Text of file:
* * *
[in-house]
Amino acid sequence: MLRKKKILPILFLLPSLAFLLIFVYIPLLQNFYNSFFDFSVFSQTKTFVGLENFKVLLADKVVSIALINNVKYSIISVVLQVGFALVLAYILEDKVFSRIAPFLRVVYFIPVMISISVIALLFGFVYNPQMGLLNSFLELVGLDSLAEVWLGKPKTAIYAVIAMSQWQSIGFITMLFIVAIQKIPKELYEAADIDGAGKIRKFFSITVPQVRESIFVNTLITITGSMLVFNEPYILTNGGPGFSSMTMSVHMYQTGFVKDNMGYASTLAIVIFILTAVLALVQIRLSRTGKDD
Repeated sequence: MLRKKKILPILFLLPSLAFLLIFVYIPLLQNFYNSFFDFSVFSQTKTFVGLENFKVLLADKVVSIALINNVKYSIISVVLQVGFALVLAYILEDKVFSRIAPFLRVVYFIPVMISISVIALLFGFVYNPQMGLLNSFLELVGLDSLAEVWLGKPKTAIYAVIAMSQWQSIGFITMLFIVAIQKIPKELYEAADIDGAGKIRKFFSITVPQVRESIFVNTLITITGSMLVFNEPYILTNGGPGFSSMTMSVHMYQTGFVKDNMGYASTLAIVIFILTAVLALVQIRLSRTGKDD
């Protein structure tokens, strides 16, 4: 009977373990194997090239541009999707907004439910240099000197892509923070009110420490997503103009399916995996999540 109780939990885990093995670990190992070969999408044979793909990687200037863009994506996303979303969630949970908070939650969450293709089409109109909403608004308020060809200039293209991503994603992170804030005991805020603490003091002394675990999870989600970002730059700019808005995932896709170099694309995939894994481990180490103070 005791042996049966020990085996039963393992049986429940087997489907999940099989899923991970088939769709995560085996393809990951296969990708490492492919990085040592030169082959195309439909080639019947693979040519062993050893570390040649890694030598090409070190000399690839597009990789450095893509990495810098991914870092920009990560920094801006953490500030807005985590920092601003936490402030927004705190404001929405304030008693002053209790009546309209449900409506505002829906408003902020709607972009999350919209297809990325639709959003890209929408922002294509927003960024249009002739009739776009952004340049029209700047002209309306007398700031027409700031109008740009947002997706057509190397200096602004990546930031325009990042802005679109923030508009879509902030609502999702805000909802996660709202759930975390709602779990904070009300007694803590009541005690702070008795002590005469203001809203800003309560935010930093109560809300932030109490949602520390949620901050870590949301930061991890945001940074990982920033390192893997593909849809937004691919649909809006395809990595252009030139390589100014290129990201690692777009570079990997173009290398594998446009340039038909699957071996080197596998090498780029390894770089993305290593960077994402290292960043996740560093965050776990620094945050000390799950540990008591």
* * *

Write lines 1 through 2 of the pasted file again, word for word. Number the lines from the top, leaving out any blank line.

[in-house]
Amino acid sequence: MLRKKKILPILFLLPSLAFLLIFVYIPLLQNFYNSFFDFSVFSQTKTFVGLENFKVLLADKVVSIALINNVKYSIISVVLQVGFALVLAYILEDKVFSRIAPFLRVVYFIPVMISISVIALLFGFVYNPQMGLLNSFLELVGLDSLAEVWLGKPKTAIYAVIAMSQWQSIGFITMLFIVAIQKIPKELYEAADIDGAGKIRKFFSITVPQVRESIFVNTLITITGSMLVFNEPYILTNGGPGFSSMTMSVHMYQTGFVKDNMGYASTLAIVIFILTAVLALVQIRLSRTGKDD